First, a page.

For someone I have never met, I sure am jealous of Sacramento, CA.-resident, Jim Husman, who according to his phone company, SureWest Communications has one of the fastest residential Internet connections in America.
Actually make that the fastest symmetric residential connection – for there are some parts of the country where Cablevision and Verizon FiOS have similar asymmetric speed offerings.
SureWest’s press release claims (a boast that hasn’t been really verified) that Husman is the first customer of the independent telecom operator to get a over 50 megabits per second upstream and downstream speeds on this new broadband network.
Now this ain’t cheap: $260 a month! Throw in extras like digital TV, high definition TV, local and long distance telephone, and PCS wireless and your monthly bill could hit a whopping $415 a month. Given that Sacramento is a couple of hours away from San Francisco, we wonder when our local incumbents – Comcast and AT&T – will boost our speeds. We are still stuck at 6 Mbps! Sigh!
23 thoughts on “In Sacramento, 50 mbps broadband on tap”
Lol, I am on vacation in india and broadband here means 256k or 512k. I am using my blackberry on airtel’s gprs network to respond.
What we need is highspeed wireless 🙂 Then I can work anywhere – say like south beach.
Okay when I get back to Miami I am going to look for 50mb up and down. Go surewest …Sweeeet.
The speed in SF area is still much better than whats availabe in India (in the name of broadband)at the moment…
One of my co-workers lives in Sac Town and has service through SureWest. While he doesn’t get 50mb (not sure what rateplan he’s on), he regularly gets 10mb in both directions. Furthermore, his upstream is frequently better than his downstream. Still very impressive, if you ask me.
Wow, 50mb.. and to think Time Warner Cable here in Nebraska just allowed us to get a premium 10mb service for an additional $9.95/mo. Road Runner Turbo Service with Cable AND/OR Digital Phone = $54.90/mo. That doesn’t include my digital cable, 20 HD channels, movie channels and DVR box. So I won’t even mention what my current monthly total is.
Where I live in Sweden, I can get 100 Mbps symmetric Internet access for $60 a month.
The US is way behind Europe in this respect. I currently have 24/8, in my previous apartment everybody had 100mbps (fibre, even) synchrounous. I expect about 20% of swedish broadband cusomers can get 100mbps, usually at a pricepoint around $40-60/month.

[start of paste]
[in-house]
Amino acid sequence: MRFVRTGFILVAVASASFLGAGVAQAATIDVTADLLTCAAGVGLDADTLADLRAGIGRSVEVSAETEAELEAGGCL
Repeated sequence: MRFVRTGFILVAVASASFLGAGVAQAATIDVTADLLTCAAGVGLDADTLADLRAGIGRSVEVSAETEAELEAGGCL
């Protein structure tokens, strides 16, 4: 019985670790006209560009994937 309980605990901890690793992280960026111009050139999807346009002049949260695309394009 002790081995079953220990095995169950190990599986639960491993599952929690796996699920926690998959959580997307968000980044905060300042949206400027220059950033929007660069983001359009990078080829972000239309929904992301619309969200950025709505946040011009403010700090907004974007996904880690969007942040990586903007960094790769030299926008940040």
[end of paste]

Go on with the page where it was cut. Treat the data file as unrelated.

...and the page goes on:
Move to Sweden! 🙂
Here in Latvia, I get 5Mbps down, 512kbps up on DSL for around USD 35 per month. My wife and I keep a place in Stockholm where 100 Mbps down and 10 Mbps (??)up is part of the rent (the fee for a coop apartment). In parts of Riga, Lattelecom already offers 10 Mbps, as do several competing ISPs. It looks like my Riga connection will jump to 10 Mbps as IPTV is launched (for ordinary TV sets, with new modems and decoders). 24 Mbps DSL is around the corner. 3.6 Mbps HSDPA is available from three mobile operators, as is 1 – 2 Mbps EV DO internet. Both of these wireless services may see speed leaps during 2007. Alas, poor Om :).
how on earth are you people getting these blazing speeds? surely you’re not using pots lines or cable, but fiber?
And in the UAE, residential broadband remains at 512K with some lucky people on 1 mbps
Marketing information is sometimes deceiving so here are a couple things to note about Surewest offering; the 50mbps is on their network, not on the internet, meaning you aren’t guaranteed a 50meg pipe to the internet, it would only take 80 subscribers to eat up their entire upstream capacity. They purchase upstream transit and have around 4gigs of capacity connecting their network to the rest of the world, two from L3 and two from someone else…i think Sprint but could be mistaken. They use the fiber to the home to deliver every service they offer; VoiP, HDTV, data, etc.
Considering how many FTTH projects meant to deliver triple play, this isn’t that big a stretch really.
This is only impressive if you consider there to be a wealth of content and service available at their head end…. Internet performance would likely be as poor as any other oversubscribed ISP.
Om, you forgot about the other Cable TV company serving San Francisco and some of the cities in San Mateo County – Astound.Net, formerly known as RCN of California.
Today, Astound/RCN is offering Internet Cable Modem downstream speeds of 10 Mbps in parts of San Francisco, Daly City, South San Francisco, Burlingame, Redwood City and San Mateo.
REMEMBER – Everything that we are WOWing and OOOHing and AAHing over at the moment – will probably be mainstream in one decade
I just wanted to say hi and I liked your article about me. One thing i wanted to add was its actually 260 a month with the tv included in the bundle. I use a voip service to save a bit. It really was worth the upgrade tho.
Thanks for the nice read!
Once again, I have FiOS at 30 Mbps down and 5 Mbps up for $54.95 / month.
It’s not actually $170 a month anywhere that I know of. For some crazy reason, Verizon advertises that insane rate as their “national” rate, but here in Northern VA at least, it’s much cheaper in reality.
Japan too has had 50 Mbps since 2004, for $30 a month
Actually, I think might have the fastest residential internet connection in the US. I have a fiber gigabit connection to my home from Paxio.net and I easily hit the download limits of local servers (eg: the local LUG’s ftp server that can only do 100mb). Sorry, FIOS folks, but your connection isn’t that uber.